Most of the Russian president’s critics have fled Russia, but Alexei Navalny returned in January 2021, after months of medical treatment. In August 2020 he was poisoned at the end of a trip to Siberia with a Novichok nerve agent.

His team succeeded in flying him out to Germany for specialist treatment and on his return to Moscow he was immediately taken into custody. He had been accompanied on the flight from Germany by his wife Yulia Navalnaya, embracing her at passport control before being led away.

He would never leave jail again in the next 37 months.

Law enforcement officers speaking with Russian opposition leader Alexei Navalny before leading him away at Sheremetyevo airport in Moscow, Russia January 17, 2021
Image caption,Yulia Navalnaya last saw her husband at liberty at Moscow airport in January 2021

His last Instagram post to his wife two days ago said there were thousands of kilometres between them “but I feel that you are near every second”. He leaves two children, Dasha, who is studying in the US and Zakhar, who is still at school.

Navalny, who was 47, had long sought to challenge Vladimir Putin at the ballot box, but he was barred from running in the 2018 presidential election. Next month, Russia’s leader will stand unchallenged by any meaningful opposition.

Anti-war candidate Boris Nadezhdin was banned from standing in the election because of supposed irregularities found in the thousands of signatures submitted in support of his candidacy.

Navalny, whose opposition began in the form of an anti-corruption campaign, is the latest in a string of prominent Russian figures who have died while challenging Vladimir Putin’s rule.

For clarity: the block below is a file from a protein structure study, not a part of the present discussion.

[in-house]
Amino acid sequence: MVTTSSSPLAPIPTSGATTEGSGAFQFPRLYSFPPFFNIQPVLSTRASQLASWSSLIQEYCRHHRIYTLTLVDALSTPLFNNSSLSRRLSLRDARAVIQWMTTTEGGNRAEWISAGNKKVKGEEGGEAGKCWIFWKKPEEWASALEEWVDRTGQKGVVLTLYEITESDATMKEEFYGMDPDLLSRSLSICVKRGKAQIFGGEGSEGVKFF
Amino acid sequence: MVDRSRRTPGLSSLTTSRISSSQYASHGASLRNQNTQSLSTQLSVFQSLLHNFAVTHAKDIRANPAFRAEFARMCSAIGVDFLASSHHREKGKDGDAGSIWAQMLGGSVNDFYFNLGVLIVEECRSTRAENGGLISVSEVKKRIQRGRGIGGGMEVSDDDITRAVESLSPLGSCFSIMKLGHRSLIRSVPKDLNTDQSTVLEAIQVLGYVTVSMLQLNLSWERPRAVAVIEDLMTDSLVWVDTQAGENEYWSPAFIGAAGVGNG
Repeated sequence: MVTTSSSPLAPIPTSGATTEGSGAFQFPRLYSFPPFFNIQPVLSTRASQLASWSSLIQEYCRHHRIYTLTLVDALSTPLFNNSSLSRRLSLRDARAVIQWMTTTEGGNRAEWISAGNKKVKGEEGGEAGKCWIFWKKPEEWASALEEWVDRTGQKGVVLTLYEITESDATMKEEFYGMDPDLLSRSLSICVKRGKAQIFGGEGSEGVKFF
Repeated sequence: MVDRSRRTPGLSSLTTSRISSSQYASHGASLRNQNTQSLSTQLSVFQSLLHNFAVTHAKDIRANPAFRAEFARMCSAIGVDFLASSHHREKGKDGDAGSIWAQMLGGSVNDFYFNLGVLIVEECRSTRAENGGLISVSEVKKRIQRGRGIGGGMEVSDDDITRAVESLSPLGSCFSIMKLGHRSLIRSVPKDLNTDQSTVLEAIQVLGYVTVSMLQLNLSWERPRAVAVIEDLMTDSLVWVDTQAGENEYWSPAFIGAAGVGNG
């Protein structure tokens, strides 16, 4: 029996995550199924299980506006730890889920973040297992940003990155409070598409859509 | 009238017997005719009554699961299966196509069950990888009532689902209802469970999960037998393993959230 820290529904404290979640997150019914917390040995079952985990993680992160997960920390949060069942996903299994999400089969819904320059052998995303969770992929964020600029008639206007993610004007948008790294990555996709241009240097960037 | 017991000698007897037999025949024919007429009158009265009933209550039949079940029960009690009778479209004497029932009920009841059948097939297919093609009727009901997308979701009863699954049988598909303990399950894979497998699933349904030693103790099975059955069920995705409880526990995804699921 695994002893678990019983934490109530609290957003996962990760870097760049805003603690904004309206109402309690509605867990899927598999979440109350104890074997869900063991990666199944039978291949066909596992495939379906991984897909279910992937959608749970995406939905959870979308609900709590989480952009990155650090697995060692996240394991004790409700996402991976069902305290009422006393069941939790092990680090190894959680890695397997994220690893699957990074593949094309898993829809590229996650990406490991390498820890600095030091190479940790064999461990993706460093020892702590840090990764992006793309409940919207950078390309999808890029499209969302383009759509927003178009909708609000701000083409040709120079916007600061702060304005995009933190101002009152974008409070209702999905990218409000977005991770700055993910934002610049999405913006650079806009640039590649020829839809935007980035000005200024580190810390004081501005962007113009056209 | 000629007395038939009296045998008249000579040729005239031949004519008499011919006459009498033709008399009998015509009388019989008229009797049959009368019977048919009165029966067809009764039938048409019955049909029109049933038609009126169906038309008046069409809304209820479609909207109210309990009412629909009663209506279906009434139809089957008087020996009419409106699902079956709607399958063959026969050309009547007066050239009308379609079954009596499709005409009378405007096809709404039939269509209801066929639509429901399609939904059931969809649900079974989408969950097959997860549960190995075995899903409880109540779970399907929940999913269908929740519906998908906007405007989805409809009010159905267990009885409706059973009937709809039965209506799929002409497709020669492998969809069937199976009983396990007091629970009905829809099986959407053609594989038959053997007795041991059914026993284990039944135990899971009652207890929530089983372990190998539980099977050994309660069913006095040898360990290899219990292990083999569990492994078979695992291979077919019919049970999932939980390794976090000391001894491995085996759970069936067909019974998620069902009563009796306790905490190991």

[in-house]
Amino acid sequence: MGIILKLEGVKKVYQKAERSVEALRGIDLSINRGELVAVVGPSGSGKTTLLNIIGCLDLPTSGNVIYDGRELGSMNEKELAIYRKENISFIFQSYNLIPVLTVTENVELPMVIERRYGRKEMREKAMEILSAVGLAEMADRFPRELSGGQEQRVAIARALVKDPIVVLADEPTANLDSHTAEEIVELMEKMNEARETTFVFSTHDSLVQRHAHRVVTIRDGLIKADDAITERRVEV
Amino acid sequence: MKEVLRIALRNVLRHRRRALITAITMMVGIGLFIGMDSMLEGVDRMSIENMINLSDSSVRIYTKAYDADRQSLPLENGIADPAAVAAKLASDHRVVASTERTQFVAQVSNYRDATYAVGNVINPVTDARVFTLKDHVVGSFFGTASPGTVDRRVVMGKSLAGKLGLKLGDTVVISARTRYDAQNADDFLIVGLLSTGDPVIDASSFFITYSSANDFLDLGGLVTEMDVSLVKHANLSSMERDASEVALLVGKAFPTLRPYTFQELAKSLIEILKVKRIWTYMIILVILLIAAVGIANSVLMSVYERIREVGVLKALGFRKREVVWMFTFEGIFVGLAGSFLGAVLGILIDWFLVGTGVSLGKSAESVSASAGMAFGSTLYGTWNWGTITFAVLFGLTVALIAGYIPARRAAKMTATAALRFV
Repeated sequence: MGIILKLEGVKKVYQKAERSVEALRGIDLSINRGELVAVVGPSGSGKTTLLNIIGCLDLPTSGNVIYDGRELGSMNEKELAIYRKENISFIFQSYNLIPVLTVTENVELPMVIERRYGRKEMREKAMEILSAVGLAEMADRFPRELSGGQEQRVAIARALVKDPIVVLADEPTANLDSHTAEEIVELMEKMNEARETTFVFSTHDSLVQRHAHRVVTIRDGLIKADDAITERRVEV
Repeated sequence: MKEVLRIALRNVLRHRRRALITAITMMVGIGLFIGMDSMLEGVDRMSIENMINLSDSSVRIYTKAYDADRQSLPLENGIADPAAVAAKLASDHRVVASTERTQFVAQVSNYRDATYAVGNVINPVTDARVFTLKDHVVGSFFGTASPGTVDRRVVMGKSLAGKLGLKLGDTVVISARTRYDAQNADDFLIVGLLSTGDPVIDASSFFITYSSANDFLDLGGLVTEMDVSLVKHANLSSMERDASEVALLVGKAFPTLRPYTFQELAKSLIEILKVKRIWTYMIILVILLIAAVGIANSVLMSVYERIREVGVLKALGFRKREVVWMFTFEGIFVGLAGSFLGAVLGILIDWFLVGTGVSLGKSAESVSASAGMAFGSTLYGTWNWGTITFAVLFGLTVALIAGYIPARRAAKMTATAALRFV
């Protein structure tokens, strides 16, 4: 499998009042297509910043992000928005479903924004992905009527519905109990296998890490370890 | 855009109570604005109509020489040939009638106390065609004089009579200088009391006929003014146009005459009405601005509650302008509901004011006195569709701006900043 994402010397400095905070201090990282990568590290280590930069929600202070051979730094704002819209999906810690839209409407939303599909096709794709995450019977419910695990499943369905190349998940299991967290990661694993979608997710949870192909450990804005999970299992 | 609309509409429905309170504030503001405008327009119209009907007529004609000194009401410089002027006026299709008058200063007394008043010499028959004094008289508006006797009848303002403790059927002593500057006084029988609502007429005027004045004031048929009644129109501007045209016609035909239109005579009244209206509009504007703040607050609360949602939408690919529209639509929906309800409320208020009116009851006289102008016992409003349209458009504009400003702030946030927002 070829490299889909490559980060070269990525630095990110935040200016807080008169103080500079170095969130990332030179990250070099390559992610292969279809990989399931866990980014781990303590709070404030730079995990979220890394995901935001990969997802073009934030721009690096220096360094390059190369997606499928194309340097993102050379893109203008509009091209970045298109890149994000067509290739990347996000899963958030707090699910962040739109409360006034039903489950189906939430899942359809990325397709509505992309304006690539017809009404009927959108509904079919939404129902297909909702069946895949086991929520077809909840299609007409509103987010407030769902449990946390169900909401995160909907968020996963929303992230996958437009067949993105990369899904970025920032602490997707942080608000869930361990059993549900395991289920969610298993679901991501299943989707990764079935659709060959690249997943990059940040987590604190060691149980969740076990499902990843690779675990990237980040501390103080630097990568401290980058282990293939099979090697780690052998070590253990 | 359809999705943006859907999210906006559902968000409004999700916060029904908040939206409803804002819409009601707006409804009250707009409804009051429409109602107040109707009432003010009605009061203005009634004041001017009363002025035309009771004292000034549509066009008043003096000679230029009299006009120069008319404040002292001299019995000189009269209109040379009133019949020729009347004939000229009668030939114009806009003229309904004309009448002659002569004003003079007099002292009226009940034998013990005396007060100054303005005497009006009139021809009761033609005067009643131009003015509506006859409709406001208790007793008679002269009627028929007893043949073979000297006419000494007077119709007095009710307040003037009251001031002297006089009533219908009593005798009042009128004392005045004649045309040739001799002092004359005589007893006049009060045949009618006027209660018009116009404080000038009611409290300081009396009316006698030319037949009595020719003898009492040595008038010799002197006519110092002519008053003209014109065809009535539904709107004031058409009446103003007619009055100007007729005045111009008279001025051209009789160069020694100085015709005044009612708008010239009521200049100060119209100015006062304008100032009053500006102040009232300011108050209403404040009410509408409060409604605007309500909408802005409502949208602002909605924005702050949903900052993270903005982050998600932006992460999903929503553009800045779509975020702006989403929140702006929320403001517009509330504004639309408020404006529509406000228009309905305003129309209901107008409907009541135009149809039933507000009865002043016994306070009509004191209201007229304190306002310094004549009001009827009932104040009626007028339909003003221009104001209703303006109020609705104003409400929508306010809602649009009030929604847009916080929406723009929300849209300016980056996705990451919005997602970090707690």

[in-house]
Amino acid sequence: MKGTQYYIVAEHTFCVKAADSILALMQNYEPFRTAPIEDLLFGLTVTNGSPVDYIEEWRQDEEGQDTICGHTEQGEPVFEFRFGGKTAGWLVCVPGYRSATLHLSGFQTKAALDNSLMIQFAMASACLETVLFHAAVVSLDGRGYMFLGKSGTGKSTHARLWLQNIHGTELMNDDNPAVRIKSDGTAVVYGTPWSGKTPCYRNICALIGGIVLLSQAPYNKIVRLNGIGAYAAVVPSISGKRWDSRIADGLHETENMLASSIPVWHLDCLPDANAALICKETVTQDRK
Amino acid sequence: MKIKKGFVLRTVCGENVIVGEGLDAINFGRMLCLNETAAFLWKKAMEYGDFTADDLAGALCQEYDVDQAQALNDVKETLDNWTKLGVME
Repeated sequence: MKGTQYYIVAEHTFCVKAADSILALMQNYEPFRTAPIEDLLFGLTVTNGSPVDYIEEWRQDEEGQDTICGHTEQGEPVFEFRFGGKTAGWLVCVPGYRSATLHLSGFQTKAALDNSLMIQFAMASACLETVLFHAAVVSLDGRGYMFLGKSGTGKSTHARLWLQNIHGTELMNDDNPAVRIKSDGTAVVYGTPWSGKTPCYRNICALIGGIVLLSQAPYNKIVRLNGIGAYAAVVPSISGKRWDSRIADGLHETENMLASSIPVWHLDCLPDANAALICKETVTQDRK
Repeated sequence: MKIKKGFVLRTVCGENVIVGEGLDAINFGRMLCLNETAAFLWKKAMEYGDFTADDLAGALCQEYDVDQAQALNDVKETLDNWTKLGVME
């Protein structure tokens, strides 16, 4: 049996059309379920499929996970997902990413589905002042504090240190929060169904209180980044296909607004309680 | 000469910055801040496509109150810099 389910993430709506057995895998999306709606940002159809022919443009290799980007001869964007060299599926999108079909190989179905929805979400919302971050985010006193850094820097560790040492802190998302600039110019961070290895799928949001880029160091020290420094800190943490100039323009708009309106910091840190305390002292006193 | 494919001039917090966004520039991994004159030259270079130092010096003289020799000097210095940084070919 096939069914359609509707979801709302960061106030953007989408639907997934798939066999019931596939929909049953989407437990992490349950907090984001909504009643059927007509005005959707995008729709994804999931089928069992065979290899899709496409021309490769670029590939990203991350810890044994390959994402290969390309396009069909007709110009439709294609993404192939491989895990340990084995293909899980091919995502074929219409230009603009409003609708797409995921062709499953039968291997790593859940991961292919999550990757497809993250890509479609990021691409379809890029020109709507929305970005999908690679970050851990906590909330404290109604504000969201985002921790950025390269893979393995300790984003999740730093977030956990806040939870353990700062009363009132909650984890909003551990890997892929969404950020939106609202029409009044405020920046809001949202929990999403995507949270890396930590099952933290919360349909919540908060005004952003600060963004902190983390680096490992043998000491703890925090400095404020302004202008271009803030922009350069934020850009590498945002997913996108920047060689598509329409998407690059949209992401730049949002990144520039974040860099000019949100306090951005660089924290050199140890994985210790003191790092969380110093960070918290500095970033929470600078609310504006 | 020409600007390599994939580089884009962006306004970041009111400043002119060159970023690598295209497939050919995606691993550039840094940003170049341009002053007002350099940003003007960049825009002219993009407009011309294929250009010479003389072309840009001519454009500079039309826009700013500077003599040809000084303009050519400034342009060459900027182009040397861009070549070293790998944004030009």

Opposition leader Boris Nemtsov was shot dead on a Moscow bridge a stone’s throw from the Kremlin in 2015, and Wagner boss Yevgeny Prigozhin was killed in August 2023 in an unexplained plane crash weeks after leading his mercenaries in an armed mutiny.

Yet Navalny repeatedly laughed off his friends’ concerns for his health. He was moved from a penal colony east of Moscow in December and was not seen for weeks until he reappeared in a penal colony in the Arctic town of Kharp.

Navalny said he had been taken on a 20-day trip around Russia, telling reporters during a court appearance by video that his conditions were “much better” than in his previous penal colony in Vladimir.

However, he was repeatedly punished by his prisons with solitary confinement. His spokeswoman Kira Yarmysh said last month he had spent more than 280 days in isolation.

Navalny had not been due to leave prison until his 70s, because of his most recent conviction for extremism last August. It was his third jail sentence and supporters accused the Kremlin of trying to silence him for good.

Russian human rights activist and journalist Eva Merkacheva said on Friday that he had been placed in solitary confinement at least 27 times, saying it “could not but play a role” in his death.

In such extreme conditions doctors knew that such punishment was very harmful to the human body, so under the law no-one could be given more than 15 days in isolation, she said. https://caridimanaka.com/